Enron: The smartest guys in federal prison

“Enron: The Smartest Guys in the Room”

Magnolia Films

Directed and Written by Alex Gibney

Based on the book by Jeff Elkind and Bethany McLean

Starring: Kenneth Lay, Jeffrey Skilling and Andy Fastow

Unrated/115 minutes

Opened May 20, 2005

Three and a half out of four stars

Veteran documentarian Alex Gibney’s new film, “Enron: The Smartest Guys in the Room,” probes the bowels of big business, prizing from the dank corners of its former poster child Enron the sinister, infuriating details of the fallen behemoth’s colossal collapse.

In discussing avarice’s effect on enterprise, Donald Trump once said that you can’t be too greedy. In the cutthroat world of big business, in which one’s future is hinged on his or her drive to amass enormous wealth-to mercilessly snuff out competitors, when necessary-such greed tramples the most basic human scruples.

Under the morally-shaky pretense of making money, otherwise upstanding Enron nine-to-fivers commit all manner of unconscionable acts-including stock fraud, manufacturing an energy crisis and consorting with Bush and Cheney.

Through episodic segments accompanied by sardonic music selections and ironic titles, Gibley and his cadre of insiders and journalists fastidiously unpack the events leading up to Enron’s ruin.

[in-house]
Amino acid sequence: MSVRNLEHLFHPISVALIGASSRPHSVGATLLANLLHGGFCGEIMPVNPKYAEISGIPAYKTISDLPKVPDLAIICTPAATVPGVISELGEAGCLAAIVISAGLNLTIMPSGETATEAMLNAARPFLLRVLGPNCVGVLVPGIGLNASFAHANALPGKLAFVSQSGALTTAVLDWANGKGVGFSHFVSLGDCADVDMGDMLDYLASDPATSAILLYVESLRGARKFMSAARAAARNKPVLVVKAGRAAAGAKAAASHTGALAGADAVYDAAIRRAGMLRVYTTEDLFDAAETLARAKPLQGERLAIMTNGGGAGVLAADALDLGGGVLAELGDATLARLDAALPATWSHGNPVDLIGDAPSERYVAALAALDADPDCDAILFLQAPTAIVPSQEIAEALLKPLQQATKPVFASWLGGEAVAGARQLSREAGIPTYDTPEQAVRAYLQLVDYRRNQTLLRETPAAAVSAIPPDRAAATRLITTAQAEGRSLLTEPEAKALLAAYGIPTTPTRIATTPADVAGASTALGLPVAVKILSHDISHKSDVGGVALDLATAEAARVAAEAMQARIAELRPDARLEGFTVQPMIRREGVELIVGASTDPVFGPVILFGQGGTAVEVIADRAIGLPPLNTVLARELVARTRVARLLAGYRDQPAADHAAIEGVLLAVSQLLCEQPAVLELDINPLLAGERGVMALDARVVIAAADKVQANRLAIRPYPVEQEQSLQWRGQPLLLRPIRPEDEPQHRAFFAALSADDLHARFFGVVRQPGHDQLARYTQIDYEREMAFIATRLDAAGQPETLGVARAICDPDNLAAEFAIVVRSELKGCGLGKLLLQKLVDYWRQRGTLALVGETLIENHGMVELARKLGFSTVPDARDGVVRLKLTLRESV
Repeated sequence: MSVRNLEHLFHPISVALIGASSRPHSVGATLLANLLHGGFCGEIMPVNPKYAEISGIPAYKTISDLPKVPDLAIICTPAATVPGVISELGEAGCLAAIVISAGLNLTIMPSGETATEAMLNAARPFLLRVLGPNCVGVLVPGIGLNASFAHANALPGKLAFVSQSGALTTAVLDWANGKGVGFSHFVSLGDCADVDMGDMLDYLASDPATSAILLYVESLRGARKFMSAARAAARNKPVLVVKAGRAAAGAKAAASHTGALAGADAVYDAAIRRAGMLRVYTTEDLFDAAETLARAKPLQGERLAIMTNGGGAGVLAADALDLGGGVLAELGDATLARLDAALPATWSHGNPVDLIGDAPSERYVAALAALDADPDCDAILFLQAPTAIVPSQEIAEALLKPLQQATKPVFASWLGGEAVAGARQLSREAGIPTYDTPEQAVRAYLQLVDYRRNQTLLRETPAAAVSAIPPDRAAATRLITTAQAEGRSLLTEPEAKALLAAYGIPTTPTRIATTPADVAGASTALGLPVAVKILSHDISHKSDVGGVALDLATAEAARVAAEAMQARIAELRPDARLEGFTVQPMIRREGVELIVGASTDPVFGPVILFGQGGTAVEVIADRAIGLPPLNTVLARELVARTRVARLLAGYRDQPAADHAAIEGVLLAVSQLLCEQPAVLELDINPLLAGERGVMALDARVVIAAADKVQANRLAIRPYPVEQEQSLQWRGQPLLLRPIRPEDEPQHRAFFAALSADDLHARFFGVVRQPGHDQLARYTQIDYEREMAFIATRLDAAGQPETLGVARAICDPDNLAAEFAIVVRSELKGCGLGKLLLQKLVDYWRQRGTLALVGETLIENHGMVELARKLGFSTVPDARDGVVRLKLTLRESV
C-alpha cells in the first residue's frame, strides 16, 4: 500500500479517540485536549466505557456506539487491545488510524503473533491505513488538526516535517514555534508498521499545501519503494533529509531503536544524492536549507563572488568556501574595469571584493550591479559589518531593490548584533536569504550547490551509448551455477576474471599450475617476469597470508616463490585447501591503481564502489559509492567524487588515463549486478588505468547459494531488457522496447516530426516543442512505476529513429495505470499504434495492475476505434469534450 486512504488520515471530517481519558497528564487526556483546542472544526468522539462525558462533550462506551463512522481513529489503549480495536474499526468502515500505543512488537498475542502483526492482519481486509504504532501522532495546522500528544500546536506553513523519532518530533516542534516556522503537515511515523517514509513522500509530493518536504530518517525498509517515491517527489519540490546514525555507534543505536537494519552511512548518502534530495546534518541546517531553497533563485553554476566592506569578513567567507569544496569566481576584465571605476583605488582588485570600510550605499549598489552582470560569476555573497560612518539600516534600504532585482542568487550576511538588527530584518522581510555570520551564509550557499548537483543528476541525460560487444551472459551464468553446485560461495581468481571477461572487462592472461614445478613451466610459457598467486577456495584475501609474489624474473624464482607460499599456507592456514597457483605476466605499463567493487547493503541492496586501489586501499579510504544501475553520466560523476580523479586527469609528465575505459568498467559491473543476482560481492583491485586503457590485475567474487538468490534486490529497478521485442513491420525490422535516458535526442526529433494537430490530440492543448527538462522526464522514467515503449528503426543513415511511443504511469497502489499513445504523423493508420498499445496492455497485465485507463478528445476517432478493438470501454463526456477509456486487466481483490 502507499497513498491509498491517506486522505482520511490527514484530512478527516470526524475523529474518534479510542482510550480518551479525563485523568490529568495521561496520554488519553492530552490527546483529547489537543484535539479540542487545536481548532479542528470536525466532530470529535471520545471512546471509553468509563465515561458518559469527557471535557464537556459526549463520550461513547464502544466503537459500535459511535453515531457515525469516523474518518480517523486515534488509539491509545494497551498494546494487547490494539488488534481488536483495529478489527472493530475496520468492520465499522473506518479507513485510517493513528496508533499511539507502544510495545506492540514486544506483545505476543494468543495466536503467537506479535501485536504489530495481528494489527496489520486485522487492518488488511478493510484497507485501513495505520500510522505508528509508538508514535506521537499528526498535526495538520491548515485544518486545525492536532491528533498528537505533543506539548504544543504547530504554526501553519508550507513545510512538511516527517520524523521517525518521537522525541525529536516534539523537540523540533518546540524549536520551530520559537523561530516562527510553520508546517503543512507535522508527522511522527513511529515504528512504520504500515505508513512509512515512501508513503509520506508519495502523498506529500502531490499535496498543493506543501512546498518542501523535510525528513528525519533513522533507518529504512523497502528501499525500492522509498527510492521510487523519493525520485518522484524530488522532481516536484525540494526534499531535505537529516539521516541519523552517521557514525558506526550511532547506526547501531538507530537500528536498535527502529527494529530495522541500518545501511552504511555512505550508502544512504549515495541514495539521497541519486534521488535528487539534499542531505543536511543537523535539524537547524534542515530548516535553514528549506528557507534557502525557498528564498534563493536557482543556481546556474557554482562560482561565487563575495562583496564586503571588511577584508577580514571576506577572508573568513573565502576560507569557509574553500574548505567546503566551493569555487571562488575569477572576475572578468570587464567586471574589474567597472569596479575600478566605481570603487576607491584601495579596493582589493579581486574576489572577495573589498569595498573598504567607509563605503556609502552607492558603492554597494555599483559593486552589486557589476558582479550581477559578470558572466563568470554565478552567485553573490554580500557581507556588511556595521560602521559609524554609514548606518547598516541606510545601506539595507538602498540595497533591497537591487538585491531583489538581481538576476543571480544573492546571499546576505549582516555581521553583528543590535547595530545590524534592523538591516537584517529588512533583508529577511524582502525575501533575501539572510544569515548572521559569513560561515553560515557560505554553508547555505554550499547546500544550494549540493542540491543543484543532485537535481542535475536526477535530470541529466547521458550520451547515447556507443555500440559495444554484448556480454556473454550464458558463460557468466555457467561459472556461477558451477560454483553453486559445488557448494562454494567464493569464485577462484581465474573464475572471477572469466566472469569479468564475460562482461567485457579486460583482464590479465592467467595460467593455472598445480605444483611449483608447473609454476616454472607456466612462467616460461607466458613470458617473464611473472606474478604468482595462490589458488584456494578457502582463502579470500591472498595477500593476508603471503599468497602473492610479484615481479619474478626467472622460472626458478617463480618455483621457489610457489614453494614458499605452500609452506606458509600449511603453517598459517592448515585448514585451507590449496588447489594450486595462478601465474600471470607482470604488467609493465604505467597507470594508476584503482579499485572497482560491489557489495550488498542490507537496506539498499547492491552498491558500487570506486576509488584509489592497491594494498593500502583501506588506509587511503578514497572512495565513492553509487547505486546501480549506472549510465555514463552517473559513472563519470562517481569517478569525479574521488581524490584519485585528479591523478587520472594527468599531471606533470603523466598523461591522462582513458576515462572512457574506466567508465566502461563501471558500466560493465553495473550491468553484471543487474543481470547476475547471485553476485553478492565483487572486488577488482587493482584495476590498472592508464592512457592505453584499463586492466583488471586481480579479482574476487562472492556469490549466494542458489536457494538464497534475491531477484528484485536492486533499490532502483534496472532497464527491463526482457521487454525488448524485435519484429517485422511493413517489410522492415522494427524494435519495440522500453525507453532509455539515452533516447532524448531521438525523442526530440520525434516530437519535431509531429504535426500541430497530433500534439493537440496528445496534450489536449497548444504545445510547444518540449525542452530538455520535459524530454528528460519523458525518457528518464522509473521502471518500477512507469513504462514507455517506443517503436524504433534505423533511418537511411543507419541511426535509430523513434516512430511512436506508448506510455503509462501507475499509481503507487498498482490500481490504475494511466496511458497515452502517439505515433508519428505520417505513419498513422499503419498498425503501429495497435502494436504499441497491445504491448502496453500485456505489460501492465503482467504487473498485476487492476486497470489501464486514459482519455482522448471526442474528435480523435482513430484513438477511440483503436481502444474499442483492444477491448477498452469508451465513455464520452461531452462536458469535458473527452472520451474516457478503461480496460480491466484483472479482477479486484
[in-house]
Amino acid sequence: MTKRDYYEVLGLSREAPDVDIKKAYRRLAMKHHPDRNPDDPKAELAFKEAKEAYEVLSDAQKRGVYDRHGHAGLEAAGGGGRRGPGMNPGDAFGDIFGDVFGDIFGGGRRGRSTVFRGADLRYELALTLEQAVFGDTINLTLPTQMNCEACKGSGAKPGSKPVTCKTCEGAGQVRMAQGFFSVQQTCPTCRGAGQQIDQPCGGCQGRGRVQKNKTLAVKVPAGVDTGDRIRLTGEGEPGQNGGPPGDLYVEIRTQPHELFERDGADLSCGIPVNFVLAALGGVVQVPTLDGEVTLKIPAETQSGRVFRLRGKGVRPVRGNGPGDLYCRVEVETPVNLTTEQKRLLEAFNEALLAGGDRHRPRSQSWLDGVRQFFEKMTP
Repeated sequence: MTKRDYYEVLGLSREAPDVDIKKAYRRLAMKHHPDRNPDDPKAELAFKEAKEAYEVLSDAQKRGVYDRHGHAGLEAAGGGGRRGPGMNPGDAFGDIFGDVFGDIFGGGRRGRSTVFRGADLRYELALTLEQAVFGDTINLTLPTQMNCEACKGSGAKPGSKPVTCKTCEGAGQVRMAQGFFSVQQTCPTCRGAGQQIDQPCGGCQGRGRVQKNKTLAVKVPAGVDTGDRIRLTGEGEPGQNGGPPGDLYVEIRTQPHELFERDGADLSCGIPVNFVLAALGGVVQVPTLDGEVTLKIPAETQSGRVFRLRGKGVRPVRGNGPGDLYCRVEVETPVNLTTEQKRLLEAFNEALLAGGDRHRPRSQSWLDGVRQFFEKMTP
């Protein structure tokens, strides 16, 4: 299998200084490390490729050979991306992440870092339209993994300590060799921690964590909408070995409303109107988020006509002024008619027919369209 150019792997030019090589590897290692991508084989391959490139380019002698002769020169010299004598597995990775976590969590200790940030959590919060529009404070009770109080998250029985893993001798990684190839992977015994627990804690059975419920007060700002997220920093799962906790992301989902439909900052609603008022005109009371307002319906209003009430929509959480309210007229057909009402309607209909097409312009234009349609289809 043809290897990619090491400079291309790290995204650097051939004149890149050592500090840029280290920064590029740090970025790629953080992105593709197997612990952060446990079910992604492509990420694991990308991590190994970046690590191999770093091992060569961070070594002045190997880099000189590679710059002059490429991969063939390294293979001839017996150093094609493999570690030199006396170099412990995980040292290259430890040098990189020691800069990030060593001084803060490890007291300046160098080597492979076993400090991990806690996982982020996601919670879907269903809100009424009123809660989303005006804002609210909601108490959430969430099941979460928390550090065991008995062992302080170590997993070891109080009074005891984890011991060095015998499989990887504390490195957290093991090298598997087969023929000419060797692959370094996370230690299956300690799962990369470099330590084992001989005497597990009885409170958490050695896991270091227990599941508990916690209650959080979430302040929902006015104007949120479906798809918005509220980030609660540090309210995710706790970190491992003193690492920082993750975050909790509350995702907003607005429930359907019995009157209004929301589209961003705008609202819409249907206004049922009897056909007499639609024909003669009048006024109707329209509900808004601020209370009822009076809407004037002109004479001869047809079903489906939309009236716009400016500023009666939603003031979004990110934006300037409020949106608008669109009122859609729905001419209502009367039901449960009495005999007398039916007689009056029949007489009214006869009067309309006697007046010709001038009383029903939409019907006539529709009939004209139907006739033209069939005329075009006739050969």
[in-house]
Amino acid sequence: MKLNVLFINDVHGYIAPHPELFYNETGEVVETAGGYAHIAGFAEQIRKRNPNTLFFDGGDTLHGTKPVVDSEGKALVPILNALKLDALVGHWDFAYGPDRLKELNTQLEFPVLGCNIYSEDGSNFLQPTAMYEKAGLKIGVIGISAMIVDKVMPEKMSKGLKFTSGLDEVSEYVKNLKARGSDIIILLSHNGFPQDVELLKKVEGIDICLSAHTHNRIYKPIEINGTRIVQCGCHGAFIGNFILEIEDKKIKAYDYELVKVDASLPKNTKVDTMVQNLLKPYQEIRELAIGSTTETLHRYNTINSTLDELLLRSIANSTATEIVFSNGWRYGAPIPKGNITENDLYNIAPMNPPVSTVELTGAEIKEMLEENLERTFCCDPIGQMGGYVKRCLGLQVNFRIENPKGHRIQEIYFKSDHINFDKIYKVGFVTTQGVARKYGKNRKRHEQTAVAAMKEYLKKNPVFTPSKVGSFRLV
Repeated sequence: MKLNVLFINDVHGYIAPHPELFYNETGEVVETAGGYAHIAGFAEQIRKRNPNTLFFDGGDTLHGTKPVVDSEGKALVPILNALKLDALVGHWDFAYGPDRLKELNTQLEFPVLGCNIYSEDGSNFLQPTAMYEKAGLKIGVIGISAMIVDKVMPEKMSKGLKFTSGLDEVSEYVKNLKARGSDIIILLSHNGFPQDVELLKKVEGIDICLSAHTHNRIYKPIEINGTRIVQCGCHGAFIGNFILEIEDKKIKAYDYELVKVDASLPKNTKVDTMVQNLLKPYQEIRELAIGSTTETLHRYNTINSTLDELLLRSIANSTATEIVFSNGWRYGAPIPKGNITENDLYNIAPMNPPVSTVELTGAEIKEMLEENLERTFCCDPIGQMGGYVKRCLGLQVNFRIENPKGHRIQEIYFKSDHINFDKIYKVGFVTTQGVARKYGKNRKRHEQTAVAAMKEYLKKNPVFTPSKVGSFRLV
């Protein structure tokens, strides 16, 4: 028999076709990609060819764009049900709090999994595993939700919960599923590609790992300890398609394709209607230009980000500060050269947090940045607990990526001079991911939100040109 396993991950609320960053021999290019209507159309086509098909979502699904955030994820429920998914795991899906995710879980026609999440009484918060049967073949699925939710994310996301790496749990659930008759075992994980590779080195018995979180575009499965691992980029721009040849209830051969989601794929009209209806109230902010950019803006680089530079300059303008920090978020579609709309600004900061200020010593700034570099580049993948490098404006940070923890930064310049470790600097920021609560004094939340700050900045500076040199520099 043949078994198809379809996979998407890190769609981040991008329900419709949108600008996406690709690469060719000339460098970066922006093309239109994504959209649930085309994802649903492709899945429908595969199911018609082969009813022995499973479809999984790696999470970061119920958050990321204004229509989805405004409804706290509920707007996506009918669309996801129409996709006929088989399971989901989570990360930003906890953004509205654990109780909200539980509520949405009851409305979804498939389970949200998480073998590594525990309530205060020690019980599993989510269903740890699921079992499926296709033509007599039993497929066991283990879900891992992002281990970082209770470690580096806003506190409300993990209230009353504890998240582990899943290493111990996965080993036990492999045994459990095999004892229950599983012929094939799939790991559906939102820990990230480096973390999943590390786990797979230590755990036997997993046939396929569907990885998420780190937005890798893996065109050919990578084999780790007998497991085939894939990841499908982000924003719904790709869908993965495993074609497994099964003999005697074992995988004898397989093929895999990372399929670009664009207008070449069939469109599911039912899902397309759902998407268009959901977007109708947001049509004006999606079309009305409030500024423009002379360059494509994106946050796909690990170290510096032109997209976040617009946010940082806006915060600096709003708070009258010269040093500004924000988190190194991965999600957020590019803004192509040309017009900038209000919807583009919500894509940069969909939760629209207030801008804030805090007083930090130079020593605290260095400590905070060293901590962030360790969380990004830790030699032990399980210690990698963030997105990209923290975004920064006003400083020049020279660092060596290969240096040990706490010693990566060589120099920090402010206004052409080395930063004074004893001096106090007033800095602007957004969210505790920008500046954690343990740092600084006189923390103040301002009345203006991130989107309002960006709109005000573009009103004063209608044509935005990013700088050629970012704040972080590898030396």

We become intimately acquainted with Ken Lay and Jeff Skilling, the architects (and self-proclaimed “smartest guys in the room”) behind Enron’s staggering innovations and the proverbial rats that tried to abandon the sinking ship. We meet Andy Fastow, who ultimately served as the fall-guy for Enron’s transgressions, as well as the laconic, stripper-loving executive Lou Pai, who incidentally escaped prosecution with hundreds of millions of dollars.

Gibley scathingly depicts this colorful host of characters, which makes it difficult to separate each person from his actions-an ambiguity that permeates the entire film. It’s hard to say whether these men are actually evil. Maybe anybody is capable of anything, given the right circumstances and, more importantly, the right price-but “Enron” holds that these guys did what they did, regardless.

Before foundering, Enron ran the gamut of unsavory business practices-trading invisible stocks, duping stockholders and asserting autocratic control over California’s newly deregulated power.

Deregulation commodifies a typically governmentally controlled resource-such as electricity-freeing it from its bureaucratic shackles. Shares of that resource are auctioned to the highest bidder, usually a big business or a consortium of such conglomerates, which then sells to consumers. In theory, this type of privatization should keep prices low, but the movie explains that Enron manufactured rolling blackouts in California to justify inflated rates (almost three times normal), essentially gouging Californians’ wallets to pad its own bulging collective purse.

One wonders how executives slept at night. Even the most imaginative crime author could not have concocted a more elaborate story. With “Enron: The Smartest Guys in the Room” Gibley proves himself a deft chronicler. He tapped the right people, managed to wrench damning information from those individuals privy to it, and consolidated his material into an engaging, galling expos.

Catch this film at The Regency theaters (in Trolley Square) before it leaves. It might be the most important film of the year.

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